There was a sign on the main drag of my town between the McDonald’s and the funeral home that said “No Engine Brake” and I had no clue what that meant. There wasn’t a light in the dashboard of our family’s Toyota Camry that said “Engine Brake” so… But I remember seeing the sign and never even asking my parents what it meant (which was odd for me).
I don’t know when I learned what engine braking was, it doesn’t matter. I know it’s also called a Jake brake, and more specifically it’s used on big trucks and semis to stop them at higher speeds, thereby saving on the brake pads. The Jake brake opens the exhaust valves in the cylinders of the engine, releasing the compressed air trapped inside, thereby slowing the truck down. I’m paraphrasing this from some truck website and it makes no sense to me, but apparently it works, via physics and this truck website.
But for Joanna Newsom, it’s the sound they make. From far away, engine brakes are a legion of bass trombones splattering on the lowest note they can play. They interrupt the white noise of the highway, and depending on where you grew up, crickets just don’t sound right without them entering into the conversation every so often. Close up the sound is the Inception horn, the maw of a hell. There’s a reason there’s no engine braking in small towns and residential areas or between McDonald’s and funeral homes.
It’s a big counterpoint to the ecosystem of “Baby Birch”, which numbers among the songs I would rescue from the underworld. Its composition is drawn in tiny circles, perfect at first, then they grow larger and scribblier and cut into the page inside Ryan Francesconi’s stunning arrangement. As with most of Have One On Me, she simplifies her delivery, and here she sings most of the text in a warm sotto voce until the end.
“Baby Birch” is, as always, leaden with metaphor. It’s commonly read as a 9 minute pang for a miscarriage or an abortion, but maybe it’s broader. It could be about the outline of any figure Newsom cut away from her, either in the clinical violence that she describes with the “barber” in the final stanza or of something a little less drastic.
Always, always, always get chills when it comes around to the final part:
There is a barber who’s cutting,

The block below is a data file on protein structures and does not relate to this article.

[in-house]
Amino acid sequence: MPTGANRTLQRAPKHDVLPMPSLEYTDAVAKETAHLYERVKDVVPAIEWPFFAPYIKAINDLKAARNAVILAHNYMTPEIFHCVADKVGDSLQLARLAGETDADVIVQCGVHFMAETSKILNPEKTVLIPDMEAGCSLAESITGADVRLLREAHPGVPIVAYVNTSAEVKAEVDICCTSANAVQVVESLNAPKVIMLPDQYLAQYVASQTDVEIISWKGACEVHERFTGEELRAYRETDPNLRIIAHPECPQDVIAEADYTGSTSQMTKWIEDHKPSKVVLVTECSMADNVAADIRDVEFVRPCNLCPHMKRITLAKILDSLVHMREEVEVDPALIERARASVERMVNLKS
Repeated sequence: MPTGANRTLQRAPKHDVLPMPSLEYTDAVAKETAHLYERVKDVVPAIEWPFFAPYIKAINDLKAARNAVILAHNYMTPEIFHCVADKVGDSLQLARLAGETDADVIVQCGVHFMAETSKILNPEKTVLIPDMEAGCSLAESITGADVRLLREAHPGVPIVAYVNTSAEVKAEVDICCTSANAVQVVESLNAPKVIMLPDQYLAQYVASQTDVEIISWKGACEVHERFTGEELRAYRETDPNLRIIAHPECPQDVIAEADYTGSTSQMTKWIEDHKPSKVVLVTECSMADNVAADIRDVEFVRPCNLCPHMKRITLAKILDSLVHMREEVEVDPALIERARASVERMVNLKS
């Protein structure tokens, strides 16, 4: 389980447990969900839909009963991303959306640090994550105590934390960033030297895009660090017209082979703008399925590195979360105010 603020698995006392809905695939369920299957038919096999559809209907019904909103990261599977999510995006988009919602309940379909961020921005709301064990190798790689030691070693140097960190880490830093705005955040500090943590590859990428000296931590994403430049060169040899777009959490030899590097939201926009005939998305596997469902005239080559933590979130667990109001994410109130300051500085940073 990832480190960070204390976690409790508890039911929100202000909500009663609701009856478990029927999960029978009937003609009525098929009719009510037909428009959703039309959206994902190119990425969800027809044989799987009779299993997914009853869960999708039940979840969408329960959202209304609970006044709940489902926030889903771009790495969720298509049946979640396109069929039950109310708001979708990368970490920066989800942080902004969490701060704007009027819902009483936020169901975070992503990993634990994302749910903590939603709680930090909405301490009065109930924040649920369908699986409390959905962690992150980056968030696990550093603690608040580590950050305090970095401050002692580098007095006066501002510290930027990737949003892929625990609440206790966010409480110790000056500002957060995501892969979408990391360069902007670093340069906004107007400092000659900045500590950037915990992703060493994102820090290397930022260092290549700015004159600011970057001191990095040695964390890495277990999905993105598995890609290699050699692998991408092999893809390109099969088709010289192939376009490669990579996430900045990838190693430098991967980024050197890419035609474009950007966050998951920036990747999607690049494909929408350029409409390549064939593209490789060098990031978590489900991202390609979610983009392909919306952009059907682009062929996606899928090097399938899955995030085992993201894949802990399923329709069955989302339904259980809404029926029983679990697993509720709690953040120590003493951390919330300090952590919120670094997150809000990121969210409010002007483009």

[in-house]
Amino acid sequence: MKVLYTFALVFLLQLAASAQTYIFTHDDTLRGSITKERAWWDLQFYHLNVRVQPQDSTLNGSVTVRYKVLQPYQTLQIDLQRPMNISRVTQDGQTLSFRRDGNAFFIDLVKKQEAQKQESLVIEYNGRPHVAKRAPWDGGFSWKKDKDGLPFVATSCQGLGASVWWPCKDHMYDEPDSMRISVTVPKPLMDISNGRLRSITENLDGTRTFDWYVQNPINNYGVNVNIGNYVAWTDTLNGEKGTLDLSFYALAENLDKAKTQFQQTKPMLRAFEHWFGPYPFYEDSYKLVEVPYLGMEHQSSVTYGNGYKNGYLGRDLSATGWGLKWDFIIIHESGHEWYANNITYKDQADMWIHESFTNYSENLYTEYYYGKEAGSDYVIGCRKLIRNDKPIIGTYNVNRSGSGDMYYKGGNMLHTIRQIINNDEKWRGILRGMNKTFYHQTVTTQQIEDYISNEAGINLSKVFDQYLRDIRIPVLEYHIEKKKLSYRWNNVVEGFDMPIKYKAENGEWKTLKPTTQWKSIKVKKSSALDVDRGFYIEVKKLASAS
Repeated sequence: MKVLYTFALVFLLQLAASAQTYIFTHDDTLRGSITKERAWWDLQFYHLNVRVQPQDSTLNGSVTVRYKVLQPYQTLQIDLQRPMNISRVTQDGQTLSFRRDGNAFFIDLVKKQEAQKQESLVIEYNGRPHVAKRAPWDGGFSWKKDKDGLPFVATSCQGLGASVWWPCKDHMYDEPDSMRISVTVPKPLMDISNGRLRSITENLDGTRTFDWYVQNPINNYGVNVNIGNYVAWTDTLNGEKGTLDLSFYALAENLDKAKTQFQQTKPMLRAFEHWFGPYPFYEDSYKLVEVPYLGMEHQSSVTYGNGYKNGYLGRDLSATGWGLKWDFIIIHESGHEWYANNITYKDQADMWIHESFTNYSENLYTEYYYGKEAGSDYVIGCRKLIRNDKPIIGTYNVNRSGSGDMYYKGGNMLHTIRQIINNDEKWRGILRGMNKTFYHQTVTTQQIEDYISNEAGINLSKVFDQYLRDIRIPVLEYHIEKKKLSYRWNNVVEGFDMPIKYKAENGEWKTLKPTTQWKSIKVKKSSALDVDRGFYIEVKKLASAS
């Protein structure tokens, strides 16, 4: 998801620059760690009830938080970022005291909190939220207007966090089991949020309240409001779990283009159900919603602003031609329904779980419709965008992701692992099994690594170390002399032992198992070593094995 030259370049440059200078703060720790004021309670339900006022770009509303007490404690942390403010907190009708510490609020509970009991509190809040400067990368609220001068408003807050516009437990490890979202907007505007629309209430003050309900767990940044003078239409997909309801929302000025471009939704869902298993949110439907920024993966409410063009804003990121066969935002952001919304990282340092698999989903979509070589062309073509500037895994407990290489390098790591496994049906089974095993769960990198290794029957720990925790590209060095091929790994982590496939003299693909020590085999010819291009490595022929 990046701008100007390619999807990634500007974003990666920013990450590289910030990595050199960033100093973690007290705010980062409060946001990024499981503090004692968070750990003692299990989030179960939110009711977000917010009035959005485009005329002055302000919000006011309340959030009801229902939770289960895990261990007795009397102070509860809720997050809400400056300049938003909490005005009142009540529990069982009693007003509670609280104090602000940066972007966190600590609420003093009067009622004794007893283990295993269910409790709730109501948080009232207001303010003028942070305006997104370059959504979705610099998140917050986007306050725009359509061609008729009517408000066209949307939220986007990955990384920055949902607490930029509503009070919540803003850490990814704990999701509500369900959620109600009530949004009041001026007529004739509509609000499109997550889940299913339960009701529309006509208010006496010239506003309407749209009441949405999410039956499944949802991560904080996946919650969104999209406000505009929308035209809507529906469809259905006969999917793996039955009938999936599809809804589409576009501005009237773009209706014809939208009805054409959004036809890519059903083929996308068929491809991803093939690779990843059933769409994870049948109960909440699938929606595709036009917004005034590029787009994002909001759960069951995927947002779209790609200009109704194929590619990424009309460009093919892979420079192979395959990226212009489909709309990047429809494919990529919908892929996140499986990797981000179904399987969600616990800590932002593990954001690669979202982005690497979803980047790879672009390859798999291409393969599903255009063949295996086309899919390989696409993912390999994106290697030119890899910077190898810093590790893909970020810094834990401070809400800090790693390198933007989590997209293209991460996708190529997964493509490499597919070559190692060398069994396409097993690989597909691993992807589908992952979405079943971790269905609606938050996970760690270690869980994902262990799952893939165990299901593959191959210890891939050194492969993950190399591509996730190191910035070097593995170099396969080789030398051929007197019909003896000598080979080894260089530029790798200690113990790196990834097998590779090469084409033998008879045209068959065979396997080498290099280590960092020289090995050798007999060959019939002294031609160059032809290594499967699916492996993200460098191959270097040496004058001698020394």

And cutting away at my only joy;
I saw a rabbit,
As slick as a knife,
And as pale as a candlestick,
And I had thought it’d be harder to do,
But I caught her, and skinned her quick:
held her there,
Kicking and mewling,
Upended, unspooling, unsung and blue;
Told her, “wherever you go,
Little runaway bunny,
I will find you.”
And then she ran,
As they’re liable to do.
I suppose it’s because some years ago, my ex-girlfriend got pregnant after we had an ill-advised rendezvous during a post-breakup limbo period of our relationship and she had an abortion two months later while I was in Thailand volunteering at an orphanage for stateless kids who would otherwise be sold into labor or sex trafficking rings. When I got back to Wisconsin, I asked her with all the grace and tact of a dumb kid who just paid for half of an abortion for a “receipt.” She told me she burned it, along with everything having to do with the abortion. That was the final word either of us ever said about it.
Engine brakes are these otherworldly noises. I only hear them as faraway sounds, something that crests in my ears for a second then disappears again. Contrast to the surgical, busy scene of the last stanza, the present moment of the deed, triage, a whole town watching in the window, witness to the moment this thing leaves your life. It then runs off far away from you, the gravity of it so large that there’s a doppler effect from the noise of its escape, something that bends flat as it passes by. “How about those engine brakes?” those hollow moans of something so small from so long ago that opens big in the night. And it’s like, sometimes those runaway things find you, too.